Easy, cool and lightning-quick.

Hussein Chalayan’s show took place on a little pedestrian street across from his Mayfair store, and the setup was refreshingly simple, with all guests standing, Mother Nature providing the lighting and models carrying their own music, via little boomboxes that came straight from 1986.

There may have been a complex, interesting back story to the clothes — Chalayan is passionate about what he does, and his collections are often underpinned by sociopolitical and historical themes — but the collection itself was a breeze.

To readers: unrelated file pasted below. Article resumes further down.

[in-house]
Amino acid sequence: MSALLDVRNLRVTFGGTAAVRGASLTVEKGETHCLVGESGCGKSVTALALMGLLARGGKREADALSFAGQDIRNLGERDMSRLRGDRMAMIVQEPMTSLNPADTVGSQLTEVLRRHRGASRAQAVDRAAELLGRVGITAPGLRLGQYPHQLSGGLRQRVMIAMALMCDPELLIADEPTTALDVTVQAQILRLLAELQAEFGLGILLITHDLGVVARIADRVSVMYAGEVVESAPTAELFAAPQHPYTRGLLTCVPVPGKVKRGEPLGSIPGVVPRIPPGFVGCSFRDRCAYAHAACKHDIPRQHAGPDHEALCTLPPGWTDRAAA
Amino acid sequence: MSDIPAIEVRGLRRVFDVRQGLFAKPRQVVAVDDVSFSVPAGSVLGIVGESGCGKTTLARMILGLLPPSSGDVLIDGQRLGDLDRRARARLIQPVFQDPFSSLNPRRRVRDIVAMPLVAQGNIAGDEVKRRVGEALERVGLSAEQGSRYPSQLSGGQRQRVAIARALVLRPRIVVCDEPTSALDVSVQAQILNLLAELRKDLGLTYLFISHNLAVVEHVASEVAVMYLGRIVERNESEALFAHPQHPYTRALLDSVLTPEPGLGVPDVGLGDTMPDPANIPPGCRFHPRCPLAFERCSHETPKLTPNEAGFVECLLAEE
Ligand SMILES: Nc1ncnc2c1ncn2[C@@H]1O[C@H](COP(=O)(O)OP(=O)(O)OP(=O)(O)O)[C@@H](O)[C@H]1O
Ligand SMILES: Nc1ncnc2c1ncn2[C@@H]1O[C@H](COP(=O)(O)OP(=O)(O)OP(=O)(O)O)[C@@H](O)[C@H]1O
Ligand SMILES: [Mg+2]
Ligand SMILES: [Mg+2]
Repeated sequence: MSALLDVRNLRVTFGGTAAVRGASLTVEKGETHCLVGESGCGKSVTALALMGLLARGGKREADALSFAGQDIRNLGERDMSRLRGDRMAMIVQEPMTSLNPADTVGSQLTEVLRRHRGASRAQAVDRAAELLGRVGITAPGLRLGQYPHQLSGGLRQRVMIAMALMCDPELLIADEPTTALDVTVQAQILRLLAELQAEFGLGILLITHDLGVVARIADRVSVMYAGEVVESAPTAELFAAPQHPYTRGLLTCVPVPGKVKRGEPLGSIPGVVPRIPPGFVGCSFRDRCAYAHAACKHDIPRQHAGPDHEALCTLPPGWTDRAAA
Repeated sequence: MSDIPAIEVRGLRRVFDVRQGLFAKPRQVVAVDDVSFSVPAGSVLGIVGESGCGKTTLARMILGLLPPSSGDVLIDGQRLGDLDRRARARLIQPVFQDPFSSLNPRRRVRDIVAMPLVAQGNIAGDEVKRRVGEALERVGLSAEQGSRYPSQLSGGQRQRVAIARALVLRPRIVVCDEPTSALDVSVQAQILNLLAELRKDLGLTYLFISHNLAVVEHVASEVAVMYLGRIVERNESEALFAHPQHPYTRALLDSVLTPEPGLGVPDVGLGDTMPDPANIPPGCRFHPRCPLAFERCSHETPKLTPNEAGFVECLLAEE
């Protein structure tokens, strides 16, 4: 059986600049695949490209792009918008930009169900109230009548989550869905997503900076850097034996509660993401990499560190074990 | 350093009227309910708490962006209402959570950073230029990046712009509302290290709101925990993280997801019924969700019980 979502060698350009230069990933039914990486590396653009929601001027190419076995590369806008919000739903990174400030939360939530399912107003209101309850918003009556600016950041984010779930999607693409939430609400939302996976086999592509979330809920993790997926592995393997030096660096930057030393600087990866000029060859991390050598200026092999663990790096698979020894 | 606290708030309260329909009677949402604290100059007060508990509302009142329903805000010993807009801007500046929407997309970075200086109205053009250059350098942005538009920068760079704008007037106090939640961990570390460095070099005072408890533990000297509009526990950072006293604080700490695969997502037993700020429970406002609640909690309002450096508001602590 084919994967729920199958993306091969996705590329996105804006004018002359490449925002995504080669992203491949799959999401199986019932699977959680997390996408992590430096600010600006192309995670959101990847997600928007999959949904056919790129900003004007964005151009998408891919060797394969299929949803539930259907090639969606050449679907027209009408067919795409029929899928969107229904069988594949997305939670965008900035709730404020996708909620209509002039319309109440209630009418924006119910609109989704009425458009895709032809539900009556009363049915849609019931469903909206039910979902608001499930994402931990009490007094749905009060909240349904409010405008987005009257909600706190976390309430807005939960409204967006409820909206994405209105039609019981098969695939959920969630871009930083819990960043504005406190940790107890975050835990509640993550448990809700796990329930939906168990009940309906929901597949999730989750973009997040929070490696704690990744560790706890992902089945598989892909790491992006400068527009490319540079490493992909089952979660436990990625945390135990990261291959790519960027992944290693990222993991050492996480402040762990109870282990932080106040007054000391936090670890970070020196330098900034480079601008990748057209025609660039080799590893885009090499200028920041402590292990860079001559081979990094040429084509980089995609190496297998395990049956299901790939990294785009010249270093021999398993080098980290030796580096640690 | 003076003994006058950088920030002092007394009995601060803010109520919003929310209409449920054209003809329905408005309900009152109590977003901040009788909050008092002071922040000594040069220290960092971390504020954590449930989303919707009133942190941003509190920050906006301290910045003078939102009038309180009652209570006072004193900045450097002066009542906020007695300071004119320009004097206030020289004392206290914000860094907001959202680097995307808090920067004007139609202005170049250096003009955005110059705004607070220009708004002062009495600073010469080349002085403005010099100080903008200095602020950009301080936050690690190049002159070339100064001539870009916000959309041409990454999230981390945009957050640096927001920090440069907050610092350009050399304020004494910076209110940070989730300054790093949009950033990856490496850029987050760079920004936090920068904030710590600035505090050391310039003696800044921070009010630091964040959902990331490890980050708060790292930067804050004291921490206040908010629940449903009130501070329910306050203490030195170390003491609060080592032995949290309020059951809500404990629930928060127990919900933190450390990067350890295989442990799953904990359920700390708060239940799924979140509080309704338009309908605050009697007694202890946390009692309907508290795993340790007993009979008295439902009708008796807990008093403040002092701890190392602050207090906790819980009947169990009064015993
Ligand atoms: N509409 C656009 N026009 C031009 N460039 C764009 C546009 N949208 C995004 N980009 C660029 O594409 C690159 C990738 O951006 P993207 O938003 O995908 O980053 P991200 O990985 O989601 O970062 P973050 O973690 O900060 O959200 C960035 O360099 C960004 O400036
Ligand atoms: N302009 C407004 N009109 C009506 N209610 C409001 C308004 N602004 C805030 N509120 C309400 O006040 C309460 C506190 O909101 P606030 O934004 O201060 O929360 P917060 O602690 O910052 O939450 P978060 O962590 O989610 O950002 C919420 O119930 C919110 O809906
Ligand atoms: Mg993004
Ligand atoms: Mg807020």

There were stripes galore, on suits with ties at the waist and down the leg, on cotton shirts and billowy or flat-front trousers and on collarless tops. Trousers and shorts were rolled at the bottom, some came with flaps or folds, while lightweight shirts were boxy or had rounded shoulders and elbow-skimming sleeves.

Silhouettes were languid and made for hot-weather climes, and Chalayan shaped them with a drawstring here and a snap, knot or buckle there.

While he may have begun with the idea of dance and movement among ethnic groups colonized by Western nations, and about the tensions between indigenous cultures and their occupiers across the centuries, he ended with the most democratic of collections, which should suit any body shape under the sun.